Today’s model of healthcare provision is becoming increasingly unsustainable. To deliver continued improvements to the world’s health, healthcare will need to be transformed, with digital playing a central role.
The introduction of digital services will be one of the most important factors in the transformation of healthcare over the next decade.
Although few industries have the potential to be changed so profoundly by digital technology as healthcare, the challenges facing innovators should not be underestimated. Our analysis of healthcare and digital trends highlights some of the regulatory barriers, economic hurdles and difficulties in effectively digitizing patient data awaiting those who wish to launch pioneering services.
The stakes could hardly be higher. By almost any measure, global health has improved dramatically in recent decades. However, the current model for providing healthcare is being slowly torn apart by the opposing forces of an ageing population and greater restraints on government spending. Maintaining the status quo is not an option. To deliver continued improvements to the world’s health, healthcare will need to be transformed, with digital playing a vital role.
The healthcare system of the future will look very different, with a crucial change being the move to ‘consumer-centric’ healthcare, allowing citizens to have much more responsibility for managing their healthcare and that of their families.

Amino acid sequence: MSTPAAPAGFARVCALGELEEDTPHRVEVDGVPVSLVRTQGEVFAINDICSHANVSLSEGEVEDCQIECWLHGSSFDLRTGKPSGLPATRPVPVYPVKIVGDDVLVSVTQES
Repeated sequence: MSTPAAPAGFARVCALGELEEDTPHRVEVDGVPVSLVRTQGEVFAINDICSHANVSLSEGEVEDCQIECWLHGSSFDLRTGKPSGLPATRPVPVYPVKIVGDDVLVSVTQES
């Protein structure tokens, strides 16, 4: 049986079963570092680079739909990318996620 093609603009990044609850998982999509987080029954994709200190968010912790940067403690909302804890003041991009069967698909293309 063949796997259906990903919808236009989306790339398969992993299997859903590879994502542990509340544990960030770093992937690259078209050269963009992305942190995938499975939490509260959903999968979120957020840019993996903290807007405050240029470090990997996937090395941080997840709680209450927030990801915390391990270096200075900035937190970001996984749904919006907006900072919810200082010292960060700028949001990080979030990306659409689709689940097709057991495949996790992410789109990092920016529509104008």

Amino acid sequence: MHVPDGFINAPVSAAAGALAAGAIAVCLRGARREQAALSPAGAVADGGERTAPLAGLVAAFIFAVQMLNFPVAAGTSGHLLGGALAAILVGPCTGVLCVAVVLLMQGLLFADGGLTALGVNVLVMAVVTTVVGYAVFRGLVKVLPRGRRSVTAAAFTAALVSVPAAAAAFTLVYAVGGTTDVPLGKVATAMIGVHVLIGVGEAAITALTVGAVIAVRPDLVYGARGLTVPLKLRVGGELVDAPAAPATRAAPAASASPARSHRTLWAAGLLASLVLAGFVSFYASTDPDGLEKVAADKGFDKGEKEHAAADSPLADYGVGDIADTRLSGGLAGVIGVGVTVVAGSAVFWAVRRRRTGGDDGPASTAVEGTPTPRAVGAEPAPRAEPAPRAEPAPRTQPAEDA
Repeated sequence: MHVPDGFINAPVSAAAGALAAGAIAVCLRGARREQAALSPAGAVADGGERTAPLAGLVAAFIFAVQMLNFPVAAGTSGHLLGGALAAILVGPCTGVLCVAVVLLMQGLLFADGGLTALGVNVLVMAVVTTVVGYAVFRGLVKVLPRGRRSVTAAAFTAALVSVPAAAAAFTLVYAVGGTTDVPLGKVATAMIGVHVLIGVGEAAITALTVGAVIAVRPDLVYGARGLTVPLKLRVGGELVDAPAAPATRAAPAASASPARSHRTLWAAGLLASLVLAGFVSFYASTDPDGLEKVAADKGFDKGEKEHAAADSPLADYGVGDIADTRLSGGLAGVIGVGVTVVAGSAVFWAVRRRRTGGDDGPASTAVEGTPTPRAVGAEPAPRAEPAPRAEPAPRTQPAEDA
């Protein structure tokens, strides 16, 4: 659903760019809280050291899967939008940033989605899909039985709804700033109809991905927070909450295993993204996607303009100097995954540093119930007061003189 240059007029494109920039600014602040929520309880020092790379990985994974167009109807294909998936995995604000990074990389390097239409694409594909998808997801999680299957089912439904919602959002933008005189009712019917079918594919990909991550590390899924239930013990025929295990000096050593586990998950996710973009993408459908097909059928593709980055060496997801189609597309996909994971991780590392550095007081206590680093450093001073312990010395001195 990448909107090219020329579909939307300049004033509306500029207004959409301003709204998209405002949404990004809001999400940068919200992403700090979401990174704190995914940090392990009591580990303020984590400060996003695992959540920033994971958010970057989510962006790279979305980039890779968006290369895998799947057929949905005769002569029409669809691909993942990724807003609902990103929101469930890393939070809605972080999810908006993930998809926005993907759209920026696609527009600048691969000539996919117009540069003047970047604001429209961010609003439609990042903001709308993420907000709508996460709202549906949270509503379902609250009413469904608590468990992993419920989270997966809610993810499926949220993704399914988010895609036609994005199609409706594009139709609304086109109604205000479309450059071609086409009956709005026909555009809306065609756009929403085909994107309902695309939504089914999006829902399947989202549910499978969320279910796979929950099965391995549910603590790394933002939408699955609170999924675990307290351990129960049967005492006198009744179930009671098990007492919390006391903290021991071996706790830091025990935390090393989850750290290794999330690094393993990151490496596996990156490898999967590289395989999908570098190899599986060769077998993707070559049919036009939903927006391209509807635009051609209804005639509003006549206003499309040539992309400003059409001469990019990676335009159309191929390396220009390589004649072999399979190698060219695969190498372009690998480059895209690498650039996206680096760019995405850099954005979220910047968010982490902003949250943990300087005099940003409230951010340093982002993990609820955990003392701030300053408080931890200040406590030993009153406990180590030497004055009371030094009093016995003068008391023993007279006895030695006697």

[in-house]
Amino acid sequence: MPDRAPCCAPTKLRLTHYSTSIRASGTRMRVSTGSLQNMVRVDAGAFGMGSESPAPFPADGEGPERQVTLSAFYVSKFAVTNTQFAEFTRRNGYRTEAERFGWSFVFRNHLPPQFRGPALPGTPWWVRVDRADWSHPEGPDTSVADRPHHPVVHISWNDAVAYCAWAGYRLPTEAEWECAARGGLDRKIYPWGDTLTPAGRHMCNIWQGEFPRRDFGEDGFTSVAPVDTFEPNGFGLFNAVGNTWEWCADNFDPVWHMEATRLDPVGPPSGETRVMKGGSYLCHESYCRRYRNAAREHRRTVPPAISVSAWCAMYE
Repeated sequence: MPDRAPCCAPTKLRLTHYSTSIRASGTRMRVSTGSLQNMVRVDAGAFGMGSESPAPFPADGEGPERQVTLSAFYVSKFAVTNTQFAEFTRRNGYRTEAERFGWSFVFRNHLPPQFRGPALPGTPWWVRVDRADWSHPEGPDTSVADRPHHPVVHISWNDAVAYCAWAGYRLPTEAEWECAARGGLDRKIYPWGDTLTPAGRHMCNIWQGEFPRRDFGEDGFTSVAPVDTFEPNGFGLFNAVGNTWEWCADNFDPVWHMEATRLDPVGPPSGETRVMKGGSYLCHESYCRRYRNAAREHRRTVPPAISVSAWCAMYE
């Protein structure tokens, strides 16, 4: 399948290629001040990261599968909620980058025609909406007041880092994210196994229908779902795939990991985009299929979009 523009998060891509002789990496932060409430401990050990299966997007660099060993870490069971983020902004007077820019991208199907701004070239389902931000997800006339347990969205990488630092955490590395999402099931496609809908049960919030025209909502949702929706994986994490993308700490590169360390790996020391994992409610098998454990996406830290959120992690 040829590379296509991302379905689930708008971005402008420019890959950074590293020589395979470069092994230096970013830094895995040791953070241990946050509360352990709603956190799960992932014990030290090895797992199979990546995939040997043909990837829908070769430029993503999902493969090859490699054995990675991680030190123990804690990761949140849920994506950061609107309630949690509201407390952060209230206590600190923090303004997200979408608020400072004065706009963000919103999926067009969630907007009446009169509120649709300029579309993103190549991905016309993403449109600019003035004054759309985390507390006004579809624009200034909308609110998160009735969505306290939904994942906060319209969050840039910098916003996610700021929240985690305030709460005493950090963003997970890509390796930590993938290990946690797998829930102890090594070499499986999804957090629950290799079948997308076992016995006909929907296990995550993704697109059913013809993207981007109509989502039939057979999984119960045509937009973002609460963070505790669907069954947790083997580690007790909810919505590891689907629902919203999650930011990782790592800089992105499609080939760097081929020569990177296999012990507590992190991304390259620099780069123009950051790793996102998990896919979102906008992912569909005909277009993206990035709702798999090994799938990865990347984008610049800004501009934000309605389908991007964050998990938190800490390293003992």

The two expected big shifts will be disruptions to the location of care (for instance, moving care out of the hospital and closer to home) and disruptions to the type of care (‘diagnose and treat’ to ‘prevent and manage’).¹ Rather than the inpatient setting, the outpatient setting will now be the optimal medium of care. As such, the home will become an important new location of care, and virtual care will broaden access to healthcare in rural areas, especially in emerging economies. This will result in a new structure for the healthcare system (see graphic below), with less focus on adding new beds and more on developing services to provide improved access and quality of care at lower cost.
Digital is supporting and accelerating the systemic shift to value-based healthcare. New intelligence, in hardware and other objects, is bridging the gap between the digital and the physical worlds. Hospitals, physicians’ offices and payers are accessible with a click, tap or scroll. Highly connected hardware components, along with smart sensors and devices, help payers and providers give consumers what they want: better health outcomes at lower cost, coupled with convenience and a better experience.
Our recommendations for businesses include formulating an outside-in strategy (through shifting the focus from managing inputs to delivering medical outputs), creating a culture of iterative innovation, and championing the customer experience. For governments and policy leaders, our recommendations include liberating data sources (clarifying that patients are the ultimate owners of their clinical data), investing in data standards and infrastructure, and establishing interoperability requirements on a global level.
Sources: World Economic Forum (WEF), http://reports.weforum.org/digital-transformation/building-the-healthcare-system-of-the-future/